ComEd bribery case is unfair to utility workers

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While grateful for the quick fix, this little occurrence also serves as a gentle reminder that there’s more to the state’s largest electric utility than the ugly corporate and political bribery scandal being hashed out in federal court. It’s a legal tussle that has muddied the utility’s reputation and that will eventually determine the fates of two local powerbrokers: Former ComEd CEO Anne Pramaggiore and ex-Illinois House Speaker Michael Madigan.

While this high-stakes drama takes center stage, it’s worth noting that thousands of ComEd workers are still showing up every day to keep the lights on, repair storm-damaged lines and maintain the power grid.

They do so because it’s their livelihood, of course. But I contend there’s also a greater purpose, something ComEd workers may not even realize is their larger mission: making sure Chicago and northern Illinois don’t backslide and end up like some energy-strapped places, such as Texas, where electrical service disruptions cost the state economy between $80 billion and $130 billion in 2021, according to federal data.

Consider that during the past couple of years, as the bribery saga publicly unfolded, ComEd workers spent 1.2 million hours in 2020-21 on storm restoration within the company’s backyard. That means when nasty Chicago-area weather occurred—those days when even the family dog refuses to go out because it’s so miserable outside—ComEd crews were in aerial buckets or under tarps, struggling to turn the power back on.

What’s more, whenever another state was smacked by floods, hurricanes or tornadoes, ComEd workers were quick to lend a helping hand. During 2020 and 2021, the utility pitched in at least 300,000 worker hours helping short-handed and storm-ravaged states with their emergency repairs and recovery assistance. (All work hour data cited was provided by ComEd at my request.)

More than rescue crews are on the job: ComEd’s estimated 6,000-person workforce includes cable splicers, mechanics, meter technicians, engineers, dispatchers, attorneys, scientists and more—all keeping the place up and running.

Indeed, ComEd is a complex, government-regulated behemoth, which makes it subject to a labyrinth of rules and regulations that could confound Albert Einstein.

Yet that doesn’t excuse ComEd’s supreme disgrace: agreeing to pay $200 million in 2020 to resolve a federal criminal investigation into a yearslong bribery scheme that’s resulted in the indictments of four people connected to the utility: Former ComEd CEO Pramaggiore; an ex-executive vice president; a lobbyist; and a consultant. They’re accused of bribery conspiracy, bribery and willfully falsifying ComEd books and records as part of a scheme to influence "Public Official A," according to the federal indictment.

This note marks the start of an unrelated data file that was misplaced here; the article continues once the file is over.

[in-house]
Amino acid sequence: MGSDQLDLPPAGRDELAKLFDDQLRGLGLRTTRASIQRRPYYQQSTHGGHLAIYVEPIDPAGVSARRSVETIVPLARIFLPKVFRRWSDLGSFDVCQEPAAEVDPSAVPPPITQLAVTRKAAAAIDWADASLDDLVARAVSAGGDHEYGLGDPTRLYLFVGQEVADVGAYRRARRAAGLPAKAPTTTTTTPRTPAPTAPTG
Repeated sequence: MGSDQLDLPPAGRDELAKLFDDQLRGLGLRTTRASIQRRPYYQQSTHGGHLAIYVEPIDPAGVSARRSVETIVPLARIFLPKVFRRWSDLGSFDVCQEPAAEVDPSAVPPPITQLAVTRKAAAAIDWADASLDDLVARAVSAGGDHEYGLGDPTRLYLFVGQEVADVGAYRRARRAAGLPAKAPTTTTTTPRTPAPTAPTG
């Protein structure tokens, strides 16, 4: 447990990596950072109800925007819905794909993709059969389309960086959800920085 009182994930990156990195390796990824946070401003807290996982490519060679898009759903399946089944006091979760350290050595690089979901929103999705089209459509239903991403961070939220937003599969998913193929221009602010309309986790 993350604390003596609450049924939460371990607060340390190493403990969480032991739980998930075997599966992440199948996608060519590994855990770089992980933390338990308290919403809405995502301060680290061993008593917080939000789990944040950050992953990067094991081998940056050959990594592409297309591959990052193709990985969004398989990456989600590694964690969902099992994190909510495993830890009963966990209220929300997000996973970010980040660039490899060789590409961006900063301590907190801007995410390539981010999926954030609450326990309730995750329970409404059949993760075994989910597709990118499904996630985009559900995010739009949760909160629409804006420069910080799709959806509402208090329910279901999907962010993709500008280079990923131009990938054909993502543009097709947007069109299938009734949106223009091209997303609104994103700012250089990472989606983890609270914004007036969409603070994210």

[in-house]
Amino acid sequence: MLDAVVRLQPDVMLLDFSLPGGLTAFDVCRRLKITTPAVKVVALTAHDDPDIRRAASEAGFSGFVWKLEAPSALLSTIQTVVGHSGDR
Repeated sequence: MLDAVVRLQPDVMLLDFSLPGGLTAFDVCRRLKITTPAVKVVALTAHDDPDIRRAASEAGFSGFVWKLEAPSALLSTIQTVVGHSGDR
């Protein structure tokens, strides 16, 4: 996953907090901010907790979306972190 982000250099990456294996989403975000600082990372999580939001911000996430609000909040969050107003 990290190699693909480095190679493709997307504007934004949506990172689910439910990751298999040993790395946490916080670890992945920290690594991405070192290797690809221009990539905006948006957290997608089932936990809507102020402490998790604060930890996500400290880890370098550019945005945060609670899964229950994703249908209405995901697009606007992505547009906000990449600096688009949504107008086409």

We know that "Public Official A" was government code for former Speaker Madigan, who for decades controlled the legislation that flowed through the Illinois General Assembly, including ComEd-related bills. A subsequent and separate 22-count federal indictment alleges Madigan and a co-defendant used his position to solicit and receive financial rewards from the utility for himself and his associates, including no-show or low-show jobs.

All of the accused say they’re innocent, and each will get their day in court. ComEd’s prosecution is being deferred for three years, and the bribery charge will then be dropped, provided the utility helps make the feds’ case against the indicted.

Obviously, the vast majority of ComEd workers had nothing to do with this sordid affair and they could care less if a couple of corporate suite types or Illinois’ master class politician end up in jail.

Yet, make no mistake: ComEd’s labor force is a victim of this alleged bribery scheme and subsequent fallout because, like us, they are taxpayers, customers, and residents who all suffer when trust breaks down and corruption infects the business and political systems. The employees also bear an added burden of working for a company that, for the near future, will be under a legal cloud and whose ethics are questionable

Amid pressure from lawmakers and activists, the electric utility is taking steps to clean up its act with a stepped-up corporate ethics program. A recently installed CEO, hired from outside the company, is overseeing ComEd’s reputational rebuild.

Still, rebounding won’t be easy, particularly as the ComEd-Madigan scandal wends through the courts, generating big news coverage along the way.

Yes, it’s a mess.

And it didn’t have to be.

Those ComEd workers who came to my rescue—along with the thousands of other employees who keep the region’s electricity buzzing—deserved better from their leaders.

Robert Reed is a veteran Chicago journalist who currently contributes to Chicago magazine. A former editor of Crain’s Chicago Business, he also wrote a business column for the Chicago Tribune, was an anchor and reporter for WBBM Newsradio 780, and was a senior writer and columnist for BusinessWeek’s BW Chicago.

via Crain’s Chicago Business https://ift.tt/mDjzso3

July 13, 2022 at 07:26AM

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